We don’t take time to chat much about the NHL. That’s because we subscribe to the theory its regular season, much like that of the NBA, is a little too long and frankly it makes us drowsy.
But certain events demand immediate attention and it doesn’t get any bigger in the NHL than the news that the Chicago Blackhawks have fired coach Joel Quenneville.
Let’s try to put this into perspective for those of you who don’t follow the league: The dismissal of Quenneville is the NHL equivalent of the San Antonio Spurs firing Gregg Popovich or the New England Patriots ditching Bill Belichick.
Quenneville has been the Blackhawks coach since 2008, making him the longest-tenured coach in league. Only Scotty Bowman (1,244) has won more games than Quenneville, who has racked up 890 with the St. Louis Blues, Colorado Avalanche and Blackhawks. And only Bowman has coached more games than Quenneville.
But more significantly, he led the Blackhawks to seven Western Conference finals and won three Stanley Cups (2010, 2013 and 2015). The Blackhawks had not been to the Cup finals since 1992 and had not won it since 1961. In fact, Quenneville, 60, is one of only three coaches in league history to win his only three Cup chances.
The task of replacing the certain first ballot Hall of Fame coach goes to Jeremy Colliton, who at 33 becomes the youngest coach in the NHL. He is younger than four of his current players.
Let’s hope he does a little better than Gene Bartow did when he succeeded John Wooden at UCLA or Phil Bengtson did after taking over for Vince Lombardi with the Green Bay Packers.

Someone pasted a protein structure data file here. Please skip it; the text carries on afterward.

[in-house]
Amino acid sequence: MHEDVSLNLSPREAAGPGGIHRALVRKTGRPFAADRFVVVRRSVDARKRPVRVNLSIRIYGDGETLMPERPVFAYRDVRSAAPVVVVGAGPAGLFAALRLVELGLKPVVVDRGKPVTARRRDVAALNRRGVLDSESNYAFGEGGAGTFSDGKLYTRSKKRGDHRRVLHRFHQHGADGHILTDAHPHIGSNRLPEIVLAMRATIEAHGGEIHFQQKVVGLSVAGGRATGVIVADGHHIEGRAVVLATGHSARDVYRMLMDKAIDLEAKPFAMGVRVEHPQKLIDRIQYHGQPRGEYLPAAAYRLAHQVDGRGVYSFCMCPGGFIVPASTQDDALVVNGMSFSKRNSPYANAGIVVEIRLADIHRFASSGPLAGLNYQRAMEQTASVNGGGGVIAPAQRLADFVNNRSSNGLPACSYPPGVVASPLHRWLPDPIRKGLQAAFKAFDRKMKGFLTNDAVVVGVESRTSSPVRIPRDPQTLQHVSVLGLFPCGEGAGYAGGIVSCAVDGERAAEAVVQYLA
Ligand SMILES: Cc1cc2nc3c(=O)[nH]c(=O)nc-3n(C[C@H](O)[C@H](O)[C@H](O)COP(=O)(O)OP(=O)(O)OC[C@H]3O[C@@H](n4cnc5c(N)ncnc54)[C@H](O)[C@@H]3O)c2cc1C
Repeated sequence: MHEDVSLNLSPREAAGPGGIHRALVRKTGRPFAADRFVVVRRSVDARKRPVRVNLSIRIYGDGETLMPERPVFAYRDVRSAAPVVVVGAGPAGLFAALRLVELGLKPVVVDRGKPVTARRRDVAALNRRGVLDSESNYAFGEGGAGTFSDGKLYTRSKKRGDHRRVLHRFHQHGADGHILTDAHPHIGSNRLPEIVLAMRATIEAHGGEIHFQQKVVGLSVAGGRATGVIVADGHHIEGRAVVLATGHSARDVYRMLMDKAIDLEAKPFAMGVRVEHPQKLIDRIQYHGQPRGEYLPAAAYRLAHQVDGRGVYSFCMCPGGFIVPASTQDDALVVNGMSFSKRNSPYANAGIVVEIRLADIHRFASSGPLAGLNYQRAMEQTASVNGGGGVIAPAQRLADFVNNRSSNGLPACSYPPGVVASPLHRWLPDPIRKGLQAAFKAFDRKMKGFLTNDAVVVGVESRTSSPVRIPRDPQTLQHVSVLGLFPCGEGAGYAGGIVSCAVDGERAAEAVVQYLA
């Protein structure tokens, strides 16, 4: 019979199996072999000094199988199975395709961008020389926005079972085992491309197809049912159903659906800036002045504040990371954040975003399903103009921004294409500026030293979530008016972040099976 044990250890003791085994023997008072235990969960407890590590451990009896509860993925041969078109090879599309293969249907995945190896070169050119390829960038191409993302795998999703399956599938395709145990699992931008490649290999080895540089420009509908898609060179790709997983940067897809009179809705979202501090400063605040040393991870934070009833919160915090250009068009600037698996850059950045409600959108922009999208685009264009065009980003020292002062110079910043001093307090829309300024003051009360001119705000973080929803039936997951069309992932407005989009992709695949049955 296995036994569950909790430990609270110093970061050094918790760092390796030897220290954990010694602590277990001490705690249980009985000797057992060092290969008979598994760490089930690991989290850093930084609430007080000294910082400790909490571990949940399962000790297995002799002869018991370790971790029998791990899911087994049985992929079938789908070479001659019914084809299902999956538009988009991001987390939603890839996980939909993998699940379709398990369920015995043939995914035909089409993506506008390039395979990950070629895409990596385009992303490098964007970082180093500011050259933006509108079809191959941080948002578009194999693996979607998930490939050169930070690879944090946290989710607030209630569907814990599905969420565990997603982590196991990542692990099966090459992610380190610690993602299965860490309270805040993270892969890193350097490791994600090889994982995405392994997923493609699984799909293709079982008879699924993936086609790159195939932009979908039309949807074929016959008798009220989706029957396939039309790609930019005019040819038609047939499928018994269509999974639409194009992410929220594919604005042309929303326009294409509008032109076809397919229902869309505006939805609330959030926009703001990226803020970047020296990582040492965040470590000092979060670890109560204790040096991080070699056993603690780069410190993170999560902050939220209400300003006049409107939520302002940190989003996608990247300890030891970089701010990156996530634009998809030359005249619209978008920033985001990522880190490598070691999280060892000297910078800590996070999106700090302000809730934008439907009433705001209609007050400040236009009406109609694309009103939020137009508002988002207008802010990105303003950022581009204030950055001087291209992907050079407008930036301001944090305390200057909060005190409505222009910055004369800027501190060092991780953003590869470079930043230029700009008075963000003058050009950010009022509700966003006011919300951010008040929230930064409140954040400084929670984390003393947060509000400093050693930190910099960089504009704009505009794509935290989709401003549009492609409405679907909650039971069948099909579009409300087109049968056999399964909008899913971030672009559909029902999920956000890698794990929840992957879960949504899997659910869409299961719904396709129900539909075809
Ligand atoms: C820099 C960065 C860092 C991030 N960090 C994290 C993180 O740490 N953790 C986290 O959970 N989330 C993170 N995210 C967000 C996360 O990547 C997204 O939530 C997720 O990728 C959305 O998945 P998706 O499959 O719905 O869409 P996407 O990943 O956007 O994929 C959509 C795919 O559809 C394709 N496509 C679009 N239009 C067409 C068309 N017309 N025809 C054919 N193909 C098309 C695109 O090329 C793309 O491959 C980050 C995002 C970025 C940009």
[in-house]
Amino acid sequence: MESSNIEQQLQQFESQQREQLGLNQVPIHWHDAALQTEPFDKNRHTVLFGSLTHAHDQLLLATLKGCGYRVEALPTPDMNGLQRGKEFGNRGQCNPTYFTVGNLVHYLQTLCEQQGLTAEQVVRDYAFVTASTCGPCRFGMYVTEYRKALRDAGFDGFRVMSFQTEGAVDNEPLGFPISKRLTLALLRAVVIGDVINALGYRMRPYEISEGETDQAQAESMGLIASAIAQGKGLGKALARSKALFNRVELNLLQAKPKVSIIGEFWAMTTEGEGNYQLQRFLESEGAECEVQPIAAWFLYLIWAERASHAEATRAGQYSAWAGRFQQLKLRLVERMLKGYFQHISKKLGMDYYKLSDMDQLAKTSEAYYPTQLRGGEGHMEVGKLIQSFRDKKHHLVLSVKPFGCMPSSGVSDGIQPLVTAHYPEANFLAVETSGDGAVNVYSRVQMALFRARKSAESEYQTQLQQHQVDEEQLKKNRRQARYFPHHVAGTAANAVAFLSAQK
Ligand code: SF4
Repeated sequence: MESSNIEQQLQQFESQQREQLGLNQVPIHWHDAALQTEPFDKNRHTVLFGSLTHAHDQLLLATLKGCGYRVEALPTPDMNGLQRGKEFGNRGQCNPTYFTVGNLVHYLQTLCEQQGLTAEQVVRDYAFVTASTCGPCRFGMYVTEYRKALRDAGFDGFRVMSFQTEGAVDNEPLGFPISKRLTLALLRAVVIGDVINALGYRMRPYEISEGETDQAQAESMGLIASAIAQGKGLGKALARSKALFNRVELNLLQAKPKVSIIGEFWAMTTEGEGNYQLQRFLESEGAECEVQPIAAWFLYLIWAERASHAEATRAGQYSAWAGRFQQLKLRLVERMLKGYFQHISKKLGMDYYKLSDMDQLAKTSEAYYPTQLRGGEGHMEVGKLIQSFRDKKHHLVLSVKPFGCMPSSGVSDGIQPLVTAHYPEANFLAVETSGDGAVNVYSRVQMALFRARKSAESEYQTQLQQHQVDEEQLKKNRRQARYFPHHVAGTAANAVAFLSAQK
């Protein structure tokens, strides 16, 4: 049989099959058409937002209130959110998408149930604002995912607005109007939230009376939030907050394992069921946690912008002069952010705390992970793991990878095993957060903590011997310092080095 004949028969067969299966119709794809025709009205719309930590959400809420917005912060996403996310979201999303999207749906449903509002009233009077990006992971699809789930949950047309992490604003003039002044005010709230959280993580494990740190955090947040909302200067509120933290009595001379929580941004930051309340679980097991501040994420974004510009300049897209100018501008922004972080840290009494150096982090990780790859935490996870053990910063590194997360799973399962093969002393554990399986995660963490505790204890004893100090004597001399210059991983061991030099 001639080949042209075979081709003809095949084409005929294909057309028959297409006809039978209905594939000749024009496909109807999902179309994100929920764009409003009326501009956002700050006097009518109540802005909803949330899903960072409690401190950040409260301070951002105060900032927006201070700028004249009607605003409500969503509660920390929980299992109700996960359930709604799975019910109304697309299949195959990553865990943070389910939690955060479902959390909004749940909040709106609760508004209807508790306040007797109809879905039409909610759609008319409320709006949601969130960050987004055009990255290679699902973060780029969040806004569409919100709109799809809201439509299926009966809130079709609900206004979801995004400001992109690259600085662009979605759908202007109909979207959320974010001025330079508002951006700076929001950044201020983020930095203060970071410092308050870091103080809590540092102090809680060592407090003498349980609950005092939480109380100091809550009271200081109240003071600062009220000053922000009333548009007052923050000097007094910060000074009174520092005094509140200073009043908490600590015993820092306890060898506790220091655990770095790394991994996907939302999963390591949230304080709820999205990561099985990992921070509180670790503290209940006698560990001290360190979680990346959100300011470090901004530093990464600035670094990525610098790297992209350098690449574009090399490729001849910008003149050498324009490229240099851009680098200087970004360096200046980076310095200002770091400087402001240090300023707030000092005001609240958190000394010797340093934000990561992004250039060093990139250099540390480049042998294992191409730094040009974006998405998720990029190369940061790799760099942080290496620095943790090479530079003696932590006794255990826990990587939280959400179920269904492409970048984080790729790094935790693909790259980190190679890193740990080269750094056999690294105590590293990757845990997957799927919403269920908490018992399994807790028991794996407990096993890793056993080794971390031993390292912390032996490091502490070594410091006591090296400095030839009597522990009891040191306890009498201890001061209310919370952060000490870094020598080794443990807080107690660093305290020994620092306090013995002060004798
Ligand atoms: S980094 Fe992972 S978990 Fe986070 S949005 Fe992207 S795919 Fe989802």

“As Chicago Blackhawks fans have seen over the last decade, this organization no longer shies away from making tough decisions or ones based on emotion,” owner Rocky Wirtz said in a statement. “Those days are long behind us. Of course, Joel’s was difficult, as it should have been. During his tenure as head coach to the Chicago Blackhawks, Joel brought the city of Chicago and our fans three Stanley Cups and an incredible era of hockey.”
What he hadn’t done lately was apparently the problem. The Blackhawks were eliminated in the first round of the Stanley Cup playoffs in 2015-16 (St. Louis) and 2016-17 (Nashville) and missed playoffs last season for the first time in a decade.
Then this season has started at 6-6-3, including a slump during which they earned only one of a possible 10 points. They have lost five straight.
For fans of the Hartford Whalers, reincarnated in the late 1990s as the Carolina Hurricanes, it was a particularly sad day. Along with Queenville, assistants Kevin Dineen and Ulf Samuelsson, his longtime teammates in Hartford, were also let go.
“This is certainly a very difficult decision,” said general manager Stan Bowman in a statement. “But I believe it is in the best interests of the Blackhawks organization. We need to maximize each and every opportunity with our playoff goals in mind and create continued growth and development throughout our roster at the same time. After much deliberation the last several days, with great respect to what Joel has meant to the Blackhawks, we knew we had to make a change.”
The Athletic offered interesting insight into why this happened. The Blackhawks named Barry Smith to assist Colliton and he was someone whose presence in the organization Quenneville did not appreciate.
The Blackhawks hired Smith during the 2011-12 season against Quenneville’s wishes and the coach confronted Bowman after it was announced. The idea was to have Smith work with the power play unit.
Things regressed from there, beginning with the dismissal of assistant Mike Kitchen, Quenneville’s buddy, after the 2016-17 season and the trade of one of his favorite players, Niklas Hjalmarsson.
The NHL players association conducted a poll last season and Quenneville was selected as the coach most wanted to play for, receiving 16.5 percent of the votes.
If he wants to work again, there seems no doubt that he can have his choice of jobs, maybe as soon as later this season when other front offices grow frustrated.
At a fan festival in July, Quenneville seemed to anticipate what was coming.
“As a coach, it (being fired) can happen at any moment. That’s all part of our business and that’s the way it goes.”